When we discuss goals and objectives with our ecommerce clients, probably their most common requirement is to ‘double sales’. It’s a simple and straightforward statement but let’s take a deeper look at what it actually means.The following graph assumes straight line growth over the year with different levels of growth depicted by different coloured triangles. Blue shows lower growth, blue and yellow combined shows intermediate growth whilst green, yellow and blue combined shows the highest level of growth:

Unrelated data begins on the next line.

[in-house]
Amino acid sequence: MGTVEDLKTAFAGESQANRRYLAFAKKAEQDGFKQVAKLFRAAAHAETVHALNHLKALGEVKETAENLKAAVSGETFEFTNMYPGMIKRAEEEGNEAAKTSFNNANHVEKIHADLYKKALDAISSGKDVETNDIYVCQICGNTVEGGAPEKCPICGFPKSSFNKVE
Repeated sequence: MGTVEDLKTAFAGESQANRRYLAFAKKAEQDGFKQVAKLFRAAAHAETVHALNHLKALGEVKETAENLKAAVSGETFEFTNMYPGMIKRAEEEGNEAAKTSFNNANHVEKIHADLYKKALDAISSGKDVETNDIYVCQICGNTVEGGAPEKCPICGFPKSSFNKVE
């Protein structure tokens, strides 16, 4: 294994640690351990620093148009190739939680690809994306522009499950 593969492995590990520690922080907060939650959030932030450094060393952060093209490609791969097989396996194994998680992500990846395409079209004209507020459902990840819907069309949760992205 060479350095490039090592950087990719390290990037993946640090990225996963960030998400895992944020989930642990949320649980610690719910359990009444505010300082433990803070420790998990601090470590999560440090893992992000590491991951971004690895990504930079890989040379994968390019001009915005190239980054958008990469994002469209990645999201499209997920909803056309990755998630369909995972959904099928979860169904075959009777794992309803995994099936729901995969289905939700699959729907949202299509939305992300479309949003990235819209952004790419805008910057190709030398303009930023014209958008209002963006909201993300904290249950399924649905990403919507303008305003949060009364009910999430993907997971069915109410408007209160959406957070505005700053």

Because growth is a progressive step-by-step process, it obviously starts where the previous level of sales ended and then improves from there. Over the financial year and with linear growth, the average monthly sales figure will be that achieved after six months - i.e. half the final sales level.If the client means that they want their annual sales to be double what they were in the current year then they must appreciate that if they compare the end of year individual monthly figure with the previous year then it needs to be four times the level.If the client means that they want to see a doubling in the end of year monthly figure compared to a year ago then the annual sales will only have increased by 50% - assuming linear growth.There are two other points worth considering. Firstly, sales are rarely anything like linear. If the year is from the start of January through to the end of December then, particularly with consumer-led retail, most of the sales take place towards the end of the year.The other factor concerns the progressive nature of growth. Growth starts and then progresses to where it ends up. If your objective is to double sales for the year then you cannot start the process by saying that every month has to have double the sales of the same month in the previous year. The month-by-month doubling only applies to the last month. Assuming linear growth, the first month will only see one twelfth of that. Month two will show two twelfths and so on so that by month twelve you have twelve twelfths of growth - i.e. double.Once the objectives are set, the next task is one of implementation. Theoretically, you can double sales by simply doubling the conversion ratio across all channels, or, by doubling the number of customers or by some mix of these two factors. Importantly, the total sales result from the aggregated sales across all marketing channels. While some channels may more than double, others may perform less well. As always, the key to success will be to focus resources in proportion to the potential growth for each and every channel individually.To start your ‘Let’s Double our Sales’ plan, look at each individual marketing channel (marketplaces, SEO, PPC, affiliate marketing, email marketing etc) and work out a doubling plan for each. Because some channels will be harder to double than others, make sure that some channels have a growth potential that is more than double.If anything can be done to improve the website conversion ratios then site improvements will reduce the effort needed to get new customers. Common examples might be to undertake user-testing and then action the results, move to a higher converting payment service provider or simply speed up your hosting.The last thing to say here is to recognise that doubling (however you define it) gets harder the bigger you get. If a company says they grew 300% last year then you might reasonably expect that they are tiny. As businesses grow then doubling gets harder and harder to achieve. Channels saturate, margins tighten and scaling just gets harder and harder. When this happens, it may be time to move into new markets by either selling a broader range of products or progressively internationalising the business.